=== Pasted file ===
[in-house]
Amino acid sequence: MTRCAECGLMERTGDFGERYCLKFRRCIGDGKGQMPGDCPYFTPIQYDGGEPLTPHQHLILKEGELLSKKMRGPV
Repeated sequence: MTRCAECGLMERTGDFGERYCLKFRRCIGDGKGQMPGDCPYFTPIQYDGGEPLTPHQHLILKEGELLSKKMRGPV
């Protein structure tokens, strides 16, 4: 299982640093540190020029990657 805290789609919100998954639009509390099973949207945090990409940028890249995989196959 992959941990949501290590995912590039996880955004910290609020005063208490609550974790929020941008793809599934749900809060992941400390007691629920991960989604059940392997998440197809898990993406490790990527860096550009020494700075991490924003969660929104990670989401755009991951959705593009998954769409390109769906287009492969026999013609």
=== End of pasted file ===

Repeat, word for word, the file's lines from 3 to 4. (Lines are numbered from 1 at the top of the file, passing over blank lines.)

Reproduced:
Repeated sequence: MTRCAECGLMERTGDFGERYCLKFRRCIGDGKGQMPGDCPYFTPIQYDGGEPLTPHQHLILKEGELLSKKMRGPV
């Protein structure tokens, strides 16, 4: 299982640093540190020029990657 805290789609919100998954639009509390099973949207945090990409940028890249995989196959 992959941990949501290590995912590039996880955004910290609020005063208490609550974790929020941008793809599934749900809060992941400390007691629920991960989604059940392997998440197809898990993406490790990527860096550009020494700075991490924003969660929104990670989401755009991951959705593009998954769409390109769906287009492969026999013609």